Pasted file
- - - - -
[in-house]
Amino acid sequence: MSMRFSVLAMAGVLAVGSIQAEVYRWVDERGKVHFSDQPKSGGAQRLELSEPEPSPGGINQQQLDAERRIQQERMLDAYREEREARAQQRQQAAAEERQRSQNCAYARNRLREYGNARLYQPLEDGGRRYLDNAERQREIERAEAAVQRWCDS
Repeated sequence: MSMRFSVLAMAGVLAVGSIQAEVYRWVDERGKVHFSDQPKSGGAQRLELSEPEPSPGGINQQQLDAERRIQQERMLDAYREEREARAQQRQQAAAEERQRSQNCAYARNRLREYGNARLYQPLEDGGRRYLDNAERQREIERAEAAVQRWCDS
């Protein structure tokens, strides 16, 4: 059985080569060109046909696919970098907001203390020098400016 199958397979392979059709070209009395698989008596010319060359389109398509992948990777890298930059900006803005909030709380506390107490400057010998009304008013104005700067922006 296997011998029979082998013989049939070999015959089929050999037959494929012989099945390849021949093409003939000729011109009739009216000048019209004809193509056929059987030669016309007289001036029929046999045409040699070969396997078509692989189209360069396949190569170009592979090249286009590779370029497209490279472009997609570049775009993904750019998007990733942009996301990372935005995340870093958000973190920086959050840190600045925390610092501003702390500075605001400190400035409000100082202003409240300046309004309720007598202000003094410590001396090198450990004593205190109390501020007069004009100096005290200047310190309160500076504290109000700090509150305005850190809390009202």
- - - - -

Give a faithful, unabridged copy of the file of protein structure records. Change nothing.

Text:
[in-house]
Amino acid sequence: MSMRFSVLAMAGVLAVGSIQAEVYRWVDERGKVHFSDQPKSGGAQRLELSEPEPSPGGINQQQLDAERRIQQERMLDAYREEREARAQQRQQAAAEERQRSQNCAYARNRLREYGNARLYQPLEDGGRRYLDNAERQREIERAEAAVQRWCDS
Repeated sequence: MSMRFSVLAMAGVLAVGSIQAEVYRWVDERGKVHFSDQPKSGGAQRLELSEPEPSPGGINQQQLDAERRIQQERMLDAYREEREARAQQRQQAAAEERQRSQNCAYARNRLREYGNARLYQPLEDGGRRYLDNAERQREIERAEAAVQRWCDS
């Protein structure tokens, strides 16, 4: 059985080569060109046909696919970098907001203390020098400016 199958397979392979059709070209009395698989008596010319060359389109398509992948990777890298930059900006803005909030709380506390107490400057010998009304008013104005700067922006 296997011998029979082998013989049939070999015959089929050999037959494929012989099945390849021949093409003939000729011109009739009216000048019209004809193509056929059987030669016309007289001036029929046999045409040699070969396997078509692989189209360069396949190569170009592979090249286009590779370029497209490279472009997609570049775009993904750019998007990733942009996301990372935005995340870093958000973190920086959050840190600045925390610092501003702390500075605001400190400035409000100082202003409240300046309004309720007598202000003094410590001396090198450990004593205190109390501020007069004009100096005290200047310190309160500076504290109000700090509150305005850190809390009202």